We’ve also learned more about the discovery process in the past week. The parties are still arguing over how broad the UFC’s document production should be. It was originally slated to take place in two phases and is unknown at the moment if the phases will be consolidated since the motion to dismiss has been denied. Regardless of the phasing, here’s what the UFC has committed to so far.
The UFC has produced two 2015 organizational charts. Plaintiffs were not satisfied with this and have proposed that the UFC identify all individuals “who may have potentially relevant information.” Upon review of this information, plaintiffs and the UFC will negotiate “…to identify an agreed number of custodians whose documents and information should be searched for production.”
In other words, whose documents and e-mails should be searched? We know at least nine people are targeted at the moment, and this number could expand.
“Zuffa has proposed to Plaintiffs a list of nine custodians, broken down by topic, who Zuffa believes are most knowledgeable about the subject matter of Plaintiffs’ Complaints. These custodians comprise the three primary decision-makers at the company, the three other individuals primarily responsible for fighter relations, as well as the group leaders for agreements with sponsors, venues and merchandizers.” (Emphasis added)
The UFC has agreed to provide “detailed financial documents such as consolidated financial statements, event-by-event financial analyses, where available, showing gate receipts, Pay-Per-View revenues, and sponsorship and merchandise revenues and documents showing revenue from other sources that are not contained in the event-by event analyses. Zuffa also proposed to provide financial data sufficient to show each athlete’s event and non-event related compensation in Plaintiffs’ requested format, where possible, on an event-by-event and fighter-by-fighter basis.”
Fighter Contract Files
“Zuffa proposed to provide to Plaintiffs copies of the hard copy Fighter Files for the named Plaintiffs and an agreed upon number of additional fighters selected by Plaintiffs. These hard copy files contain not only the agreements entered into between Zuffa and the fighter but, where applicable, also correspondence related to the contracts, including negotiations, and correspondence regarding extensions and suspensions and related information that Plaintiffs can use to test their allegation that the contracts lock fighters up “in perpetuity.” These files, which include contracts and other information for, at minimum, hundreds of athletes, are extraordinarily voluminous and, given the communications regarding negotiations, contracts, and extensions, contain materials that may be privileged and will require close privilege review. Moreover, because these files contain personally identifiable information (“PII”), such as Social Security numbers, the files will need to be redacted to protect the athletes’ PII. Given those considerations, which will require extensive review of the files prior to production, Zuffa has agreed to produce a representative subset of these files to Plaintiffs in Phase 1. For these and the other files for which Zuffa has offered to provide representative samples, Zuffa has offered to discuss an appropriate sampling method with Plaintiffs.”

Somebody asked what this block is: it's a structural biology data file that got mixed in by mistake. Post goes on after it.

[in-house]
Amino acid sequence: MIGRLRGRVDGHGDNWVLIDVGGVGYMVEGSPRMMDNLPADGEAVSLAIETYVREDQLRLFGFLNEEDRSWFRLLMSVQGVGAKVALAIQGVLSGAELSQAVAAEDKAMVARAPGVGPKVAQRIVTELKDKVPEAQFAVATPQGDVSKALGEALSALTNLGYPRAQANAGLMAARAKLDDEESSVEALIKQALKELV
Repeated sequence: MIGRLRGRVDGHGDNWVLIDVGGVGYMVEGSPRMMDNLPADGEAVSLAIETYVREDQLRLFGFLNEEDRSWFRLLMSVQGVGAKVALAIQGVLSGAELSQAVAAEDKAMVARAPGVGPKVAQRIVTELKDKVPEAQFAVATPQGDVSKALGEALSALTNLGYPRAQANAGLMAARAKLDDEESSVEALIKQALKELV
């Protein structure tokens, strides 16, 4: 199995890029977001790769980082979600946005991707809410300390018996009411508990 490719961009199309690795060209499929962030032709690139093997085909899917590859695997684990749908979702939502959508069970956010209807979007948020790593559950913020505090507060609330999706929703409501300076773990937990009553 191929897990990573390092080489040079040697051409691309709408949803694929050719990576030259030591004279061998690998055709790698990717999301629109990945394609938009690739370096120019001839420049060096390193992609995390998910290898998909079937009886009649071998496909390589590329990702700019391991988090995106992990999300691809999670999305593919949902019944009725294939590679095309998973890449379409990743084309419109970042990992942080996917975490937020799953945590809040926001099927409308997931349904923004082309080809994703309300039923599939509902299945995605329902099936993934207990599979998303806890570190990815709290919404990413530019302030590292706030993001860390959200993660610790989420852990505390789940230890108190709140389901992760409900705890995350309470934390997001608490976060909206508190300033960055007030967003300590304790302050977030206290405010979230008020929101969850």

Venue Contract Files
“Zuffa has proposed to provide Plaintiffs with the contract files for an agreed-upon number of venues selected by the Plaintiffs. These contract files contain not only the agreement between Zuffa and the venue but may also contain additional information related to the contract, such as correspondence. Given the potential for privileged information in these files, which will require extensive review prior to production, Zuffa has proposed in Phase 1 to provide Plaintiffs with a representative sample of these files.”
Sponsor Contract Files